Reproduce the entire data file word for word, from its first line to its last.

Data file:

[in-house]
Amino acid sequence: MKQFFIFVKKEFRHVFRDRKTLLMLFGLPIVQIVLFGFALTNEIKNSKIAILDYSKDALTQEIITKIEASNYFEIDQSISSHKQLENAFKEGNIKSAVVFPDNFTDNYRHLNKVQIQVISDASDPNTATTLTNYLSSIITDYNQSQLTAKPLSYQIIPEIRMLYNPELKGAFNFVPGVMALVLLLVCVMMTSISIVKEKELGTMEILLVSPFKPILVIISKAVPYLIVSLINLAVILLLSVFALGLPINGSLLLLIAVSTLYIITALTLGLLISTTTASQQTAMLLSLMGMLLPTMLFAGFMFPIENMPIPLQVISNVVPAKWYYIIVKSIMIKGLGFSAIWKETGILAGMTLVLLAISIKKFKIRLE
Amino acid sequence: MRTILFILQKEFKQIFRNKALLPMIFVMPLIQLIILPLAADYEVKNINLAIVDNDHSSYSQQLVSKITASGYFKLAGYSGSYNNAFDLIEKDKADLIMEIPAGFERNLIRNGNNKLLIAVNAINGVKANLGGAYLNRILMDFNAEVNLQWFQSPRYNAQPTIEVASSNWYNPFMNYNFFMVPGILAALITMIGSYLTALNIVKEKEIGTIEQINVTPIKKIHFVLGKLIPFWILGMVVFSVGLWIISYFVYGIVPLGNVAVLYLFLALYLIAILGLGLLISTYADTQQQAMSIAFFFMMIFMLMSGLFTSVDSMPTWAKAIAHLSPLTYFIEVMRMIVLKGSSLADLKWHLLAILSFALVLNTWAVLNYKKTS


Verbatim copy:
[in-house]
Amino acid sequence: MKQFFIFVKKEFRHVFRDRKTLLMLFGLPIVQIVLFGFALTNEIKNSKIAILDYSKDALTQEIITKIEASNYFEIDQSISSHKQLENAFKEGNIKSAVVFPDNFTDNYRHLNKVQIQVISDASDPNTATTLTNYLSSIITDYNQSQLTAKPLSYQIIPEIRMLYNPELKGAFNFVPGVMALVLLLVCVMMTSISIVKEKELGTMEILLVSPFKPILVIISKAVPYLIVSLINLAVILLLSVFALGLPINGSLLLLIAVSTLYIITALTLGLLISTTTASQQTAMLLSLMGMLLPTMLFAGFMFPIENMPIPLQVISNVVPAKWYYIIVKSIMIKGLGFSAIWKETGILAGMTLVLLAISIKKFKIRLE
Amino acid sequence: MRTILFILQKEFKQIFRNKALLPMIFVMPLIQLIILPLAADYEVKNINLAIVDNDHSSYSQQLVSKITASGYFKLAGYSGSYNNAFDLIEKDKADLIMEIPAGFERNLIRNGNNKLLIAVNAINGVKANLGGAYLNRILMDFNAEVNLQWFQSPRYNAQPTIEVASSNWYNPFMNYNFFMVPGILAALITMIGSYLTALNIVKEKEIGTIEQINVTPIKKIHFVLGKLIPFWILGMVVFSVGLWIISYFVYGIVPLGNVAVLYLFLALYLIAILGLGLLISTYADTQQQAMSIAFFFMMIFMLMSGLFTSVDSMPTWAKAIAHLSPLTYFIEVMRMIVLKGSSLADLKWHLLAILSFALVLNTWAVLNYKKTS